In the video embed below, [voidnill] gives a brief overview (in German) of his quick hack. If you’ve got some microscope hacks, or have built one of your own, let us know in the comments section.
Soldering is best done under magnification. Parts become ever smaller and eyes get weaker, so even if you don’t need magnification now, you will. [Makzumi] didn’t want to shell out $400 or more for a good microscope so he hacked one from some cheap binoculars from the toy section on Amazon.
A lot of magnifiers aren’t really good for soldering because the distance between the work and the lens isn’t very large. The hacked ‘scope has about 4 inches of working distance, which is plenty of room to stick some solder and a hot iron under there. The resulting magnification is about 12 or 15X and he claims that the cell phone pictures he’s included aren’t as good as really looking through the eyepieces yourself.
High resolution digital cameras are built into half of the devices we own (whether we want them or not), so why is it still so hard to find good pictures of all the incredible projects our readers are working on? In the recently concluded Beautiful Hardware Contest, we challenged you to take your project photography to the next level. Rather than being an afterthought, this time the pictures would take center stage. Ranging from creative images of personal projects to new ways of looking at existing pieces of hardware, the 100+ entries we received for this contest proved that there’s more beauty in a hacker’s parts bin than most of them probably realize.
As always, it was a struggle to narrow down all the fantastic entries to just a handful of winners. But without further adieu, let’s take a look at the photos that we think truly blurred the line between workbench and work of art:
There are many ways to keep an eye on your 3D printer as it churns out the layers of your print. Most of us take a peek every now and then to ensure we’re not making plastic vermicelli, and some of us will go further with a Raspberry Pi camera or similar. [Uri Shaked] has taken this a step further, by adding a USB microscope on a custom bracket next to the hot end of his Creality Ender 3.
The bracket is not in itself anything other than a run-of-the-mill piece of 3D printing, but the interest comes in what can be done with it. The Ender 3 has a resolution of 12.5μm on X/Y axes, and 2.5μm on Z axes, meaning that the ‘scope can be positioned to within a hair’s-breadth of any minute object. Of course this achieves the primary aim of examining the integrity of 3D prints, but it also allows any object to be tracked or scanned with the microscope.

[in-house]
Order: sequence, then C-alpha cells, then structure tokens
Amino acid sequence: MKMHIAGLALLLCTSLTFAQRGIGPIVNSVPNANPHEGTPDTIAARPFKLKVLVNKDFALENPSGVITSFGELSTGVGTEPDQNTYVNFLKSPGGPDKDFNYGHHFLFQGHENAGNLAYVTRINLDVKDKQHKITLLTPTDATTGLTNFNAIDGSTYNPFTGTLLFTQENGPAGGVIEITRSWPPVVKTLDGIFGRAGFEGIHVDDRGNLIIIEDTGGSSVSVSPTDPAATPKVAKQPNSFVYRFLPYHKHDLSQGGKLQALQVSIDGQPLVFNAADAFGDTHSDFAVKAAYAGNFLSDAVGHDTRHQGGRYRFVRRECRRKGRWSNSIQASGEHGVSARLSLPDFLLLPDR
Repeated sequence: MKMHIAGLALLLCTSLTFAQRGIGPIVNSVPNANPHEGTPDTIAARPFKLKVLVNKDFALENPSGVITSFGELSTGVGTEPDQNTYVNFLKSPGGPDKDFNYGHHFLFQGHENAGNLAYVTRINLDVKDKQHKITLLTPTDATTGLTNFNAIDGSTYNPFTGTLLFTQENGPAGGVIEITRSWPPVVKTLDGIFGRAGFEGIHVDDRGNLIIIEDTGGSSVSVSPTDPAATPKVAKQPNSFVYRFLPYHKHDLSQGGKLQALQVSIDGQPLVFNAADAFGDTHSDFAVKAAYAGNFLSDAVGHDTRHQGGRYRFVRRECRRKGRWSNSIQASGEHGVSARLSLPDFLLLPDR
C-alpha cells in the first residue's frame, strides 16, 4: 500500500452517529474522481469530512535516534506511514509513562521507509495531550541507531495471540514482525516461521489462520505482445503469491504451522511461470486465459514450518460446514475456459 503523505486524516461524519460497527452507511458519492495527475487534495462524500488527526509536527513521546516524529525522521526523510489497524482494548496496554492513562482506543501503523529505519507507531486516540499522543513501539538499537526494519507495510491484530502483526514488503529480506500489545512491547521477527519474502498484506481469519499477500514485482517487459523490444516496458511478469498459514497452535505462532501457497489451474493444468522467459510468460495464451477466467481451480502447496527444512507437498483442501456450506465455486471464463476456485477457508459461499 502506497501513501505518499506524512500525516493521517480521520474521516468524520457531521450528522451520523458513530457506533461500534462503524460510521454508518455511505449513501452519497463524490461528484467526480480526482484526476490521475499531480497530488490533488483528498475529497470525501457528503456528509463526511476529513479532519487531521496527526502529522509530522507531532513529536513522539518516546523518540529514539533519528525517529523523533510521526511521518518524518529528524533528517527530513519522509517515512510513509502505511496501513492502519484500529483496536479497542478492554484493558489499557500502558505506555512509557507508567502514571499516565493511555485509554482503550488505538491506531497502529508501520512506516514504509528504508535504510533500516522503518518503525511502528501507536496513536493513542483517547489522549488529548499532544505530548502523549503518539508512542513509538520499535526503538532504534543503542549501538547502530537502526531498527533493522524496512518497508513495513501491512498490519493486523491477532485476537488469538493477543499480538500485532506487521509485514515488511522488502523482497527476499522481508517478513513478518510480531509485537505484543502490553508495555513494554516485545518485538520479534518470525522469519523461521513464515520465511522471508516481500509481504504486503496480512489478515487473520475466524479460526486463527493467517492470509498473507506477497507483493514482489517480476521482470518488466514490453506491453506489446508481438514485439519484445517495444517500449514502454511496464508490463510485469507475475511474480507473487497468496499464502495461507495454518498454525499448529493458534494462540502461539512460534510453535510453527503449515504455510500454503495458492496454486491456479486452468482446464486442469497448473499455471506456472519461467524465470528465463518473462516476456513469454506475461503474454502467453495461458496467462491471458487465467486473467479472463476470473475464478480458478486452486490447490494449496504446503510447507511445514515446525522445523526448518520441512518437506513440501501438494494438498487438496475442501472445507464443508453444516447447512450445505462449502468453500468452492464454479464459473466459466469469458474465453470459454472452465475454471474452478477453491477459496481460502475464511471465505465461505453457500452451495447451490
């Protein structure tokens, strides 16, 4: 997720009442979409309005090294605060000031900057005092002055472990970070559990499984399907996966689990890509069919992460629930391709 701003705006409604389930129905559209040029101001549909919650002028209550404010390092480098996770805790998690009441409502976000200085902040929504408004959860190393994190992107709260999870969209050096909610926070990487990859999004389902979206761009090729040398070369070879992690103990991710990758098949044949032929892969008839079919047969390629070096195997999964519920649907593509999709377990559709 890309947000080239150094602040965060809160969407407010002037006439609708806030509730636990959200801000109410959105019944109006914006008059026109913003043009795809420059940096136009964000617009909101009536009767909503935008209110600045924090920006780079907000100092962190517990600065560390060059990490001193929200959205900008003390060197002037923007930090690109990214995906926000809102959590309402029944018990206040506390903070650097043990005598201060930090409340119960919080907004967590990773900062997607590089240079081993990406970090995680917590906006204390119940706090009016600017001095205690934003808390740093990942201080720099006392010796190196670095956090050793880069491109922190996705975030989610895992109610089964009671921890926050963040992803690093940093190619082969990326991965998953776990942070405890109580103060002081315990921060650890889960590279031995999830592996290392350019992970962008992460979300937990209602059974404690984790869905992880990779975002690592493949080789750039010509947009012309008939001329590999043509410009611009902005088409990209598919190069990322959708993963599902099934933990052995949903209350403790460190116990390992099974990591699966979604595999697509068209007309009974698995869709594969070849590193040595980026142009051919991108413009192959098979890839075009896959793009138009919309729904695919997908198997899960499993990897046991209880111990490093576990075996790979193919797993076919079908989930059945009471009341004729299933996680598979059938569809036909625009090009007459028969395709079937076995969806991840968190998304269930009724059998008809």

For example while examining a basil leaf, [Uri] noticed a tiny insect on its surface and was able to follow it with some hastily entered G-code. Better still, he took a video of the chase, which you can see below the break. From automated PCB quality control to artistic endeavours, we’re absolutely fascinated by the possibilities of a low-cost robotic microscope platform.
[JBumstead] didn’t want an ordinary microscope. He wanted one that would show the big picture, and not just in a euphemistic sense, either. The problem though is one of resolution. The higher the resolution in an image — typically — the narrower the field of view given the same optics, which makes sense, right? The more you zoom in, the less area you can see. His solution was to create a microscope using a conventional camera and building a motion stage that would capture multiple high-resolution photographs. Then the multiple photos are stitched together into a single image. This allows his microscope to take a picture of a 90x60mm area with a resolution of about 15 μm. In theory, the resolution might be as good as 2 μm, but it is hard to measure the resolution accurately at that scale.
As an Arduino project, this isn’t that difficult. It’s akin to a plotter or an XY table for a 3D printer — just some stepper motors and linear motion hardware. However, the base needs to be very stable. We learned a lot about the optics side, though.